I thought the case of Sen. Brian Birdwell in 2010 was as clear a violation of residency requirements you’re likely to see, with Birdwell casting a vote in Virginia at a time when he would have needed to be a resident of Texas to be eligible to run for the Senate. The challenge to his candidacy failed, not on the merits but on technicalities of jurisdiction and documentation provenance. I thought at the time that was telling us that the requirements we had were basically meaningless and that we should act accordingly. This is another test of that hypothesis. If Wilson prevails, then let’s agree that anyone with the wherewithal to declare himself or herself a resident of a given location – a relative, a second home, an office, a warehouse, what have you – is one for the purposes of the law and get on with our lives. Even if Wilson is found to be ineligible, we really owe it to ourselves and every future candidate to clarify the requirements up and down the ballot, one way or another. That’s something the Legislature could address in 2015. If it means a bunch of current incumbents have to scramble to buy a new house between now and their next filing deadline, that’s fine by me. If it means that residency is little more than a state of mind in the eyes of the law, then so be that. Let’s just pick one and stick with it. That has to be better than what we have now, which are winks and nods and the occasional lawsuit.

No BGO for HOF

Missed it by one vote.

One of the most majestic induction classes in the history of the National Baseball Hall of Fame was set on Wednesday with the announcement that Greg Maddux, Tom Glavine and Frank Thomas were elected by eligible writers of the Baseball Writers’ Association of America, all of them by big margins.

On the ballot for the second time, Craig Biggio, who had 3,060 hits in 20 seasons, all with the Astros, did not get the necessary 75 percent, falling two votes shy of induction.

Already to be inducted in July are three of the greatest managers of all time — Bobby Cox, Joe Torre and Tony La Russa, all selected by the Expansion Era Committee last month.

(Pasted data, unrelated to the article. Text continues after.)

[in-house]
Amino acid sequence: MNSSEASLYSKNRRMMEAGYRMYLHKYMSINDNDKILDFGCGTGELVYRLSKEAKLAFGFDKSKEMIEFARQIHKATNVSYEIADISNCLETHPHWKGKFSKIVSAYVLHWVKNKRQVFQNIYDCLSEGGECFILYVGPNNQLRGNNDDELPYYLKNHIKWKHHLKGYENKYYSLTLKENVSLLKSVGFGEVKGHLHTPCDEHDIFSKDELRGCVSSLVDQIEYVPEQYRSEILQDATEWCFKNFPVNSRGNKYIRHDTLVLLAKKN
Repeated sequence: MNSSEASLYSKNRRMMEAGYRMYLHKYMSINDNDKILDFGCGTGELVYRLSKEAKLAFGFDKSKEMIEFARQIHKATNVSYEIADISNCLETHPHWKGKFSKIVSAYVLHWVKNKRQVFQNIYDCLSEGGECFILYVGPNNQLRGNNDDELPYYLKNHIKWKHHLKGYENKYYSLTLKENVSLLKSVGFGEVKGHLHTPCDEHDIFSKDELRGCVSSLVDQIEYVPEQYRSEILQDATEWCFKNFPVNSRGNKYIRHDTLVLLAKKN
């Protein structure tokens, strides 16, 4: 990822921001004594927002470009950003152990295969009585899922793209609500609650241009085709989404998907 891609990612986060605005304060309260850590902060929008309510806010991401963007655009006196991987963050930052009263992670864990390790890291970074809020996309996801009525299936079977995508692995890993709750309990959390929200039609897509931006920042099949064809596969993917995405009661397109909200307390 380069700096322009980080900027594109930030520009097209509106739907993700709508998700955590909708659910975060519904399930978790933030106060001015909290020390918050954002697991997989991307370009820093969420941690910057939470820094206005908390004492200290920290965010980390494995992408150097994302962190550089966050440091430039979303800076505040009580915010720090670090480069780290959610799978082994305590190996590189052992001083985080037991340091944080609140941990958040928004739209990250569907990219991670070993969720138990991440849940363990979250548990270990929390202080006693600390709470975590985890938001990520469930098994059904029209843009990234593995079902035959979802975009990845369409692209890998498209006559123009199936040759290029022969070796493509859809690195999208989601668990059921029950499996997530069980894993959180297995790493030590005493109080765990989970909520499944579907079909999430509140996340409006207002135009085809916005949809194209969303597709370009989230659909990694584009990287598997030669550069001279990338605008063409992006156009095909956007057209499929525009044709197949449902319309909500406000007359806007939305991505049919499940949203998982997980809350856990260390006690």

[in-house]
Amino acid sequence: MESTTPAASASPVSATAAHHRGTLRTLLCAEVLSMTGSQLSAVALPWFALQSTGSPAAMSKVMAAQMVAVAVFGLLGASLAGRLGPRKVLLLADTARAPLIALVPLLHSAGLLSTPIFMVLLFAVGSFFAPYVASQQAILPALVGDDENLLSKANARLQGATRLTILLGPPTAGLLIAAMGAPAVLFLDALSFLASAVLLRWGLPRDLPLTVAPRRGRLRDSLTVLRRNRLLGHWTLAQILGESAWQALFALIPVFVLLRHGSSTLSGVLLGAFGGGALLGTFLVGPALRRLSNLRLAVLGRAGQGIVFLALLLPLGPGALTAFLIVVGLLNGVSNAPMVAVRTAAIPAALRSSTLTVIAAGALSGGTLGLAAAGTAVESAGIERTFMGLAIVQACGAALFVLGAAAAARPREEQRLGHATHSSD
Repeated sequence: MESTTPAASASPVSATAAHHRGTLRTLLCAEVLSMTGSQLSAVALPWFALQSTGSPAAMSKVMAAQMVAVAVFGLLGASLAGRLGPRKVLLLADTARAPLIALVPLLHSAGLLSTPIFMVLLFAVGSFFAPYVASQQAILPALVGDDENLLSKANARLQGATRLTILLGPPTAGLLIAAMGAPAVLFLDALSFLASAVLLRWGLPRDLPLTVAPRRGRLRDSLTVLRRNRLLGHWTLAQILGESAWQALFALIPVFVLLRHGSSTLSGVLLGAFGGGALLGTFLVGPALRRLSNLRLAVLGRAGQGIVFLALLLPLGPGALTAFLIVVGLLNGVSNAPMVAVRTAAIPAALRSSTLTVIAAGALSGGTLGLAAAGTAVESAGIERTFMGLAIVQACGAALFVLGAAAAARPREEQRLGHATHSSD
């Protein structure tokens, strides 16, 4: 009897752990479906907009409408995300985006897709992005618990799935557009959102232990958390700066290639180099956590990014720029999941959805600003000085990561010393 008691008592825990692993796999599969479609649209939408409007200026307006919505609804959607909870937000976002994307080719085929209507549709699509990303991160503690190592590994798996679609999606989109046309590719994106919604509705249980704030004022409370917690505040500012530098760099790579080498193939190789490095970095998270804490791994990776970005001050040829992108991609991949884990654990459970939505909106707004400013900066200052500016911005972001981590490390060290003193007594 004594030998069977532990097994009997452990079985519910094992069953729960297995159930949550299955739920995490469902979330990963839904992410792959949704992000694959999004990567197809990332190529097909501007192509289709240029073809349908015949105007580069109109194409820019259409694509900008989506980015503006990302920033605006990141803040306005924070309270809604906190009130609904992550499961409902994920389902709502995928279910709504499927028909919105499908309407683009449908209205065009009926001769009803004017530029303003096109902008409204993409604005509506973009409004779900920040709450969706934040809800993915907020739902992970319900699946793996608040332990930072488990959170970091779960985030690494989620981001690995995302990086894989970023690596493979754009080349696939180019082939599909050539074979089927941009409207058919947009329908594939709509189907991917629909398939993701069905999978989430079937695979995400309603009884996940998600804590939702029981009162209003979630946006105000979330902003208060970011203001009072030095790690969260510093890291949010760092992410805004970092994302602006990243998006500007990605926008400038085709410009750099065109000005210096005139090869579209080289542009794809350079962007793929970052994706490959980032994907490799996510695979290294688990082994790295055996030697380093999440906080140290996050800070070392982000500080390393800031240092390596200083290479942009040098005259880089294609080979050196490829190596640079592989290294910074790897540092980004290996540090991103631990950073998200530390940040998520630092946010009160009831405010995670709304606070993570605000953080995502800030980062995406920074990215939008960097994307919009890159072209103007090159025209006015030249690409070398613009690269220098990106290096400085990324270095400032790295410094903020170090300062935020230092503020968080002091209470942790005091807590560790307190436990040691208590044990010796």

That means six living members are heading toward one of the grandest Induction Weekends from July 26-27 in Cooperstown, N.Y. The results of this year’s BBWAA vote were in stark contrast to that of last year, when the writers didn’t elect anyone.

Maddux and Glavine, a pair of 300-game winners who pitched the bulk of their careers for the Braves, were the favorites, but the 571 voters outdid themselves by also adding Thomas. It was the first time since 1999, when Robin Yount, Nolan Ryan and George Brett were elected, that the writers put three first-time eligibles into the Hall.

Maddux, who won 355 games, the eighth-highest figure in Major League history, saw his name appear on 97.2 percent of the ballots, falling short of the all-time mark still held by Tom Seaver, who was elected on 98.84 percent of the vote in 1992. Glavine, who won 305 games, fourth-most among left-handers, was at 91.9 percent, and Thomas, a first baseman and designated hitter, who batted .301, hit 521 homers and amassed 1,704 RBIs in 19 seasons, 16 of them with the White Sox, finished at 83.7.

I’m going to take a break from all the ranting and airing of grievances about the deserving candidates that didn’t get elected and the idiocy of the voters, for this year at least. Biggio becomes the first player to miss being inducted by a single vote, which at least bodes well for his future. You aggrieved Astros fans, go vent your spleen at Ken Gurnick, you’ll feel better. How much better off we’d all be if he had given his vote to Deadspin instead. Congratulations to the three supremely qualified new members, and better luck next year, Bidge. Hardball Talk has more.

Texas blog roundup for the week of January 6

The Texas Progressive Alliance is off to a roaring start to 2014 as it brings you this week’s roundup.